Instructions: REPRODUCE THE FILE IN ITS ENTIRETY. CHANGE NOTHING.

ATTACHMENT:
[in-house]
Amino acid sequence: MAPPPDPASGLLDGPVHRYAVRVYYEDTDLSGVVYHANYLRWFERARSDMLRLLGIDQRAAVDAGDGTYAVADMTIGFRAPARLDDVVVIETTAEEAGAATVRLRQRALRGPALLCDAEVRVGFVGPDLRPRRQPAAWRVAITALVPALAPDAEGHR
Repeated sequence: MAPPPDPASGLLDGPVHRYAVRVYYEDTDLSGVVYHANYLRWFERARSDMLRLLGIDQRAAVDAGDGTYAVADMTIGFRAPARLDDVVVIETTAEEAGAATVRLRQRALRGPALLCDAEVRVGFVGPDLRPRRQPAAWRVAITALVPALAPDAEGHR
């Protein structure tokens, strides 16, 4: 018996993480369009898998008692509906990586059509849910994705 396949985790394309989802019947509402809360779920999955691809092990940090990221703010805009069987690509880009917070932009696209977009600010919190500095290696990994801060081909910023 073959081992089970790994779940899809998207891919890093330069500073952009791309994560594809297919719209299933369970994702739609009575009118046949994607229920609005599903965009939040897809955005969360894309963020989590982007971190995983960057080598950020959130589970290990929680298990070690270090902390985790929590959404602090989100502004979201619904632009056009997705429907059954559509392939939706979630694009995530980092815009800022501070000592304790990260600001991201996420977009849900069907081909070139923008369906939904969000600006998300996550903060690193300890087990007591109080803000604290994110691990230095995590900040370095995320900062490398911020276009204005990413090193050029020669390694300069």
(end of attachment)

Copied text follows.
[in-house]
Amino acid sequence: MAPPPDPASGLLDGPVHRYAVRVYYEDTDLSGVVYHANYLRWFERARSDMLRLLGIDQRAAVDAGDGTYAVADMTIGFRAPARLDDVVVIETTAEEAGAATVRLRQRALRGPALLCDAEVRVGFVGPDLRPRRQPAAWRVAITALVPALAPDAEGHR
Repeated sequence: MAPPPDPASGLLDGPVHRYAVRVYYEDTDLSGVVYHANYLRWFERARSDMLRLLGIDQRAAVDAGDGTYAVADMTIGFRAPARLDDVVVIETTAEEAGAATVRLRQRALRGPALLCDAEVRVGFVGPDLRPRRQPAAWRVAITALVPALAPDAEGHR
């Protein structure tokens, strides 16, 4: 018996993480369009898998008692509906990586059509849910994705 396949985790394309989802019947509402809360779920999955691809092990940090990221703010805009069987690509880009917070932009696209977009600010919190500095290696990994801060081909910023 073959081992089970790994779940899809998207891919890093330069500073952009791309994560594809297919719209299933369970994702739609009575009118046949994607229920609005599903965009939040897809955005969360894309963020989590982007971190995983960057080598950020959130589970290990929680298990070690270090902390985790929590959404602090989100502004979201619904632009056009997705429907059954559509392939939706979630694009995530980092815009800022501070000592304790990260600001991201996420977009849900069907081909070139923008369906939904969000600006998300996550903060690193300890087990007591109080803000604290994110691990230095995590900040370095995320900062490398911020276009204005990413090193050029020669390694300069």